The group was from Taiwan, with an American leader. She was 70 years old and had left America when she was 19, all on her own. Later she helped to set up this singing group, Heavenly Melody, and led them all over the world to speak of God’s love in song. She played a song that was very solemn and profound. Other members of the group sang beautiful songs with vivid gestures.
I was so happy. I did not notice that I had begun to cry, and the tears fell without stopping. The term “Heavenly Father” started to make sense to me. I felt surrounded by love.
At the end, they asked, “If you would like to receive this gift of love, please raise your hand.” My heart was really struggling. Finally I raised my hand up high. A lady led me in saying a prayer, asking me to follow her sentence by sentence:
“Our Father in Heaven, thank You for loving me and letting me know You as a Father. You sent Your Son to die on a cross for my sin so that today I can come before You. Before I was like a sheep gone astray and went on my own way. Please forgive my past. From now on I want to accept You as Lord over my life. Please lead me to walk always in Your way, according to Your will for my life. In Jesus’ name, Amen.”
I said this with trembling voice as tears were running down my cheeks. Yes, I had always wanted to prolong my happy days, so I chose to come abroad, thinking that was where my happy days would continue with riches and academic degrees. Then I found myself buried in hard labors and much more sorrows, where I not only lost the love I had, but all my identity too, and wondered whether I was worth anything. Life was terribly bitter. It was Jesus who brought love back to me!
The nightmares are over forever. They have become opportunities for me to allow God to come into my life and change it to fit His special plan. I can clearly see God has been with me and loved me all the time, even before I became a Christian! Recalling all this is painful, but there is no bitterness in me now. Because I have God in me, I have all His wonderful promises with me and I know He is faithful. That makes me feel on top of the world. He wants all of us to know and enjoy His love and to come under His wings!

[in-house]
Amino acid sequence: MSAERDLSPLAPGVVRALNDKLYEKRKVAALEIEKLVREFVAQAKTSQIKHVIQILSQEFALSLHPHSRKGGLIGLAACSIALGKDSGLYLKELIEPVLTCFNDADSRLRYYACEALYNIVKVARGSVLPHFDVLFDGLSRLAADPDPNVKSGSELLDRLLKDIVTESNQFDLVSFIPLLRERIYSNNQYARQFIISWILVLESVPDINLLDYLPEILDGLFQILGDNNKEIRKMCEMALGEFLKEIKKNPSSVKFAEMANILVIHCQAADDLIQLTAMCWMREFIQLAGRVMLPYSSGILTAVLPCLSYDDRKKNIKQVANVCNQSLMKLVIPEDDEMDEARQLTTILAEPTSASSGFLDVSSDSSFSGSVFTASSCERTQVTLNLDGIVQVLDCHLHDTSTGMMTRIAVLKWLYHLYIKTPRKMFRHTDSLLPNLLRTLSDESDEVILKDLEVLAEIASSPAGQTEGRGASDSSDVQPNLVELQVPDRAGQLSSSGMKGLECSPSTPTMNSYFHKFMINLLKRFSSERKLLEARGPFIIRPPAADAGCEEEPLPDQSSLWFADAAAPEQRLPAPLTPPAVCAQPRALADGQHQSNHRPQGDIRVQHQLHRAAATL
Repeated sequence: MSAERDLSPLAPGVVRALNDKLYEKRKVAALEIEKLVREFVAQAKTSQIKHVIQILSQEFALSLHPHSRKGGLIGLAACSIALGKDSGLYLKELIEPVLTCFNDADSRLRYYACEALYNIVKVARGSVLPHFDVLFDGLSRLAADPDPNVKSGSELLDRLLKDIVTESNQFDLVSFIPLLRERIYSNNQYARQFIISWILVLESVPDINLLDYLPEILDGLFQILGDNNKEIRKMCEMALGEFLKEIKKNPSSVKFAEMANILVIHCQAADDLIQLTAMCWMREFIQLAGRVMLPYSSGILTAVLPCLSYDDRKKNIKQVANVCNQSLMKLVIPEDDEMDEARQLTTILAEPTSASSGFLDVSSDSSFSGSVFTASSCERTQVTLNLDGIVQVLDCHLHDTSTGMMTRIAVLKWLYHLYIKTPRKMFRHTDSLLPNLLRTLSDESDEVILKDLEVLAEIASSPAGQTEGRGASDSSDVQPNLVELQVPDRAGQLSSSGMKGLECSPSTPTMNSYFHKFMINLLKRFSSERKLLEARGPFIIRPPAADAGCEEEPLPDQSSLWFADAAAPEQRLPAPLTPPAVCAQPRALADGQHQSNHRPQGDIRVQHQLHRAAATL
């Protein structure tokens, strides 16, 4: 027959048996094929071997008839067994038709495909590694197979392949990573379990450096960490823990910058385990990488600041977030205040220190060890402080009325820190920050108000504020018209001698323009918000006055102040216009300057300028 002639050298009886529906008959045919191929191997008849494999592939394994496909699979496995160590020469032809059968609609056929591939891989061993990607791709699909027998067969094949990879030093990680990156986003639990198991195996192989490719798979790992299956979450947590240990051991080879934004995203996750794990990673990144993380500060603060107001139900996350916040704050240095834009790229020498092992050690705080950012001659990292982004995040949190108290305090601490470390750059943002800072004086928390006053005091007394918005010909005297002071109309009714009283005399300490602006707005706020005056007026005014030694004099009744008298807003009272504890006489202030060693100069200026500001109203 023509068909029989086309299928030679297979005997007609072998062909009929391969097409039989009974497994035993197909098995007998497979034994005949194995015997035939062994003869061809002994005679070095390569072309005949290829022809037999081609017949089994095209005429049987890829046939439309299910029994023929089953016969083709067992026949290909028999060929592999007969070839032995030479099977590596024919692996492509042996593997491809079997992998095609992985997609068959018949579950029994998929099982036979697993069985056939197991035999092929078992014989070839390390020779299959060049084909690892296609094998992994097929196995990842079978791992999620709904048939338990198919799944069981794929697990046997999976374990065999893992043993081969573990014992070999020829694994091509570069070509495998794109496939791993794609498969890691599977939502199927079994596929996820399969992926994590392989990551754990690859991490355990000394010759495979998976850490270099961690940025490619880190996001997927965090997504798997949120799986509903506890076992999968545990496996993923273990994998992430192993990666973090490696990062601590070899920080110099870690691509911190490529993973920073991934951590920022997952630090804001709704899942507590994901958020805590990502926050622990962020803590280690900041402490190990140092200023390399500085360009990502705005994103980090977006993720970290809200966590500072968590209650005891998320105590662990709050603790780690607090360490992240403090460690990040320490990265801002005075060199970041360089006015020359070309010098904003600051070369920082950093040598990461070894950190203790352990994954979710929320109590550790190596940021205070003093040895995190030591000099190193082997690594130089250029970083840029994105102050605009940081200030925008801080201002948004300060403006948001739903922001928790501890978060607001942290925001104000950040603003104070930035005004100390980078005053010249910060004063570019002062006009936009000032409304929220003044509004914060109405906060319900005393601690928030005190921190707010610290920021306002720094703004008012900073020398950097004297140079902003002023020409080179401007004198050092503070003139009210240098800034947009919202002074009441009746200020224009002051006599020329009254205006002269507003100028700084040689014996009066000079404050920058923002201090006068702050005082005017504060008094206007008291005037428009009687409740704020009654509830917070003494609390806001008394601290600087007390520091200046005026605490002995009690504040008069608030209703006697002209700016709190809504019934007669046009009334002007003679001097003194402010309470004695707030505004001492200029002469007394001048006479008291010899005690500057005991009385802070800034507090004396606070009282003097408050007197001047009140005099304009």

Perhaps like me, you too have come overseas from China to further your studies – and it has been a time when you have met Christians and become curious about the Christian faith. I realize that my testimony and experiences are in many ways unique to me. God knows our needs and treats us as individuals. He finds ways of speaking to us and communicating with us that are especially suited to us personally.
I believe there are aspects of the experiences I have passed through with which you can readily identify, because like you I am also a Chinese and shared your search for satisfaction, truth, and reality.
May I encourage you to respond to the love of God by asking Jesus into your heart and life as Savior and Lord – as I have? That for me was a turning point. My life since has been a daily experience of His care, love, and power.
Perhaps you would like to pray something like this, making your decision to become a Christian, as I have:
“Lord Jesus Christ, thank You that You died on the cross for me. Thank You that You also rose from the dead, so that I might have forgiveness for what I have done wrong, and also Your wonderful gift of eternal life. Come into my life now as my own personal Savior and Lord, and help me to live from this day on as a Christian, trusting in a Heavenly Father’s love and care. In Your name I pray, amen.”
- not her real name
Lin Jie, who left China to pursue a graduate degree in literature, is now working as an editor in the West.
Editors’ note: Lin Jie’s complete story, in Chinese, is available on audiotape. Please contact The Mandate offices for a copy.
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Dr. Schaeffer, who was one of the most influential Christian thinkers in the twentieth century, shows that secular humanism has displaced the Judeo-Christian consensus that once defined our nation’s moral boundaries. Law, education, and medicine have all been reshaped for the worse as a consequence. America’s dominant worldview changed, Schaeffer charges, when Christians weren’t looking.